When it comes to careers, some may seem more attractive than others. But many jobs that are viewed as highly desirable have downsides, and are not as glamorous as they look on paper. Perception is not the same as the reality, particularly for occupations like advertising executive, broadcaster, and event coordinators. These jobs can be stressful, involve long hours and have a high turnover.
Marilyn Paige, the Vice-President of Marketing for Denver-based Fig Marketing and Advertising, emphasized some of the right reasons for getting into the advertising industry: helping clients meet their goals, leading small businesses to economic solvency, and giving those business owners the success to send their kids to college, own homes and thrive.
Advertising is not, however, a line of work for job seekers who are not prepared to stay ahead of the learning curve about trends in the industry, or put in long hours at a moment’s notice per client needs.
The idea of schmoozing clients over bourbons and steaks seems exciting, but Paige – who worked in the advertising industry’s mecca of New York – said this romanticized idea of the industry has past.
Today’s advertising landscape means staying abreast of digital trends, which Paige has done since the 1990s. She leveraged the inexpensive, global reach of email campaigns before it was commonplace to advertise her own music when she worked as a jazz singer. She was so good advertising her work, Barnes & Noble didn’t just carry it – the national book and multimedia retailer hired her to help with their marketing.
Now, she works with clients on using the ever-growing number of social mediums to reach potential customers.
“The internet has made things easier, but it has not made them simpler,” she said. “It’s easier to reach 3,000 people with an email list, with a social media campaign.”
What that means is that are more methods by which to reach consumers, often with great accessibility. But potential customers are now inundated with information, which makes striking the right chord with an audience the critical job of an advertiser.
In that sense, advertising is very much a job predicated on analysis.
“The research, strategy and technical know-how has changed quite a bit. You have to keep up on the tactical know-how, and it never stops changing,” Paige said. Changes to the advertising industry have directly impacted other industries, like broadcasting. Broadcaster ranked in the bottom 10 for careers tracked by the Jobs Rated Report in 2016, a result of the field’s declining growth outlook.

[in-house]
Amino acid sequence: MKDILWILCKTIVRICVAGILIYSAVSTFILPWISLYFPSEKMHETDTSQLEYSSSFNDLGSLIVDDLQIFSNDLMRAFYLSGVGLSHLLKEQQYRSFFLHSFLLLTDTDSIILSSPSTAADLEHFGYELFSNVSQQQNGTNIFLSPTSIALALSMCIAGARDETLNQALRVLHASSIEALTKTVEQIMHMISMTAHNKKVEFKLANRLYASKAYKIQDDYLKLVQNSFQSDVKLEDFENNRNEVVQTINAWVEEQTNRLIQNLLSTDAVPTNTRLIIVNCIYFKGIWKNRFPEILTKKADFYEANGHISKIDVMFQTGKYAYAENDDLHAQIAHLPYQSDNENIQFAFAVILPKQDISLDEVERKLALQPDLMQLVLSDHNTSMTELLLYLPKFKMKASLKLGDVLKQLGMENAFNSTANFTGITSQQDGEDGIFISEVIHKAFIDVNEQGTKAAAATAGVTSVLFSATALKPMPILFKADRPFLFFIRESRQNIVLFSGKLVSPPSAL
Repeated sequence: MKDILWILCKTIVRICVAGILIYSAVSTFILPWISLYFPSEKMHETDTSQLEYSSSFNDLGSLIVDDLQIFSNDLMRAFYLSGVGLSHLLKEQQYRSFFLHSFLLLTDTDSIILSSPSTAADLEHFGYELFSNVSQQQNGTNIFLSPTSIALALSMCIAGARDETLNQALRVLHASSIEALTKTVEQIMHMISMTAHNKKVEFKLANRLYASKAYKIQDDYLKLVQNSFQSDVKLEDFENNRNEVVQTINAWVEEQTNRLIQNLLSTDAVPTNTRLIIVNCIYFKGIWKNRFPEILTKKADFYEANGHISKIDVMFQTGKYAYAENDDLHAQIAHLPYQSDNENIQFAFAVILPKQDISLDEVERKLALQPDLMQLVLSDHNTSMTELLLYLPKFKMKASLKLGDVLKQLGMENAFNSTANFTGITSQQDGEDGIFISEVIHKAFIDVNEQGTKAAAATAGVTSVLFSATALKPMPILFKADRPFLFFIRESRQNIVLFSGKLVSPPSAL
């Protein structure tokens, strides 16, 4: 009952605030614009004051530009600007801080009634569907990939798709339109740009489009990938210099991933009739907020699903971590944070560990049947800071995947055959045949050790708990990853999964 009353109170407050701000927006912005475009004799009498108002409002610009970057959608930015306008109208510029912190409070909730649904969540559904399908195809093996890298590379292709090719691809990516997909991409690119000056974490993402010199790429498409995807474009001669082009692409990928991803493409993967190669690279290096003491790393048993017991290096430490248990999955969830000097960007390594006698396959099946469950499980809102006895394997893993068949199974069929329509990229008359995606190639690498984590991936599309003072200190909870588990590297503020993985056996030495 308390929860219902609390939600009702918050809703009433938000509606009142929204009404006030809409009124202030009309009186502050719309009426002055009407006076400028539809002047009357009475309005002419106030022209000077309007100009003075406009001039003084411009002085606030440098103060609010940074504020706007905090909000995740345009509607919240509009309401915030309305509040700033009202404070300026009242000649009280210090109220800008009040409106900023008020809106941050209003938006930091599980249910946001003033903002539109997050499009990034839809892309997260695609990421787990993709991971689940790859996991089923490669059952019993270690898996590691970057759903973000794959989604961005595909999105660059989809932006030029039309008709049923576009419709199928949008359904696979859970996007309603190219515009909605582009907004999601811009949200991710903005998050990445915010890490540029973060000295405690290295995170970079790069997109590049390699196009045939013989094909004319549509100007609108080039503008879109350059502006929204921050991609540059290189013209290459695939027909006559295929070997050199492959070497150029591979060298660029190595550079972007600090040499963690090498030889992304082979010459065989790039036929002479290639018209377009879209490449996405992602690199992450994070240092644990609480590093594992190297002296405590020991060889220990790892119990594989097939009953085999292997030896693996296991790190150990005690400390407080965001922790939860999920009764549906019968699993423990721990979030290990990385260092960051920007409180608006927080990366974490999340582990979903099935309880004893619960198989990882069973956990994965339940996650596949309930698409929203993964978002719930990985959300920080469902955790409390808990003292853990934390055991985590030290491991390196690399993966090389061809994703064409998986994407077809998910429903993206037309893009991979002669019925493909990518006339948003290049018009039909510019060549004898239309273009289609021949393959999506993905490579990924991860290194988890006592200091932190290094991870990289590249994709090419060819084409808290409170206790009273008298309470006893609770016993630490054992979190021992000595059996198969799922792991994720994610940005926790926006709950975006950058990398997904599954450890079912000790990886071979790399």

The attraction of appearing on television might bring some into the field initially, but the increasingly competitive marketplace and demands weed out many.
As Ann Baldwin, a former broadcaster in Connecticut told CareerCast.com, an aspiring broadcaster must oftentimes be willing to start in tiny markets, and be willing to handle the technical aspects of the job as well as on-camera or behind-the-mic work. Finding ways of generating revenue is the chief concern of a Corporate Executive, a job that regularly ranks among the most stressful tracked by the Jobs Rated report.
The oversight of all phases of an organization takes long hours, and an ability to deal with many different types of personalities. And, within most organizations, the proverbial buck stops with the top-level executive, meaning failures ultimately rest at her or his feet.
Another career built on creating revenue for a client, Stockbroker, can be very lucrative. That’s a common thread among our Most Overrated Jobs, and a contributing factor to their status as “overrated.” The money and perhaps prestige might seem exciting, but Stockbrokers must take on risks inherent with the job that can be devastating to their clients’ finances. Market volatility makes losses a possibility that stockbrokers can’t control.
The following are CareerCast’s Most Overrated Jobs of 2016. All are great careers for those with the knowledge and determination necessary to thrive. Enter these occupations for the right reasons and be aware of the stress, competition, industry volatility and high job turnover associated with these jobs.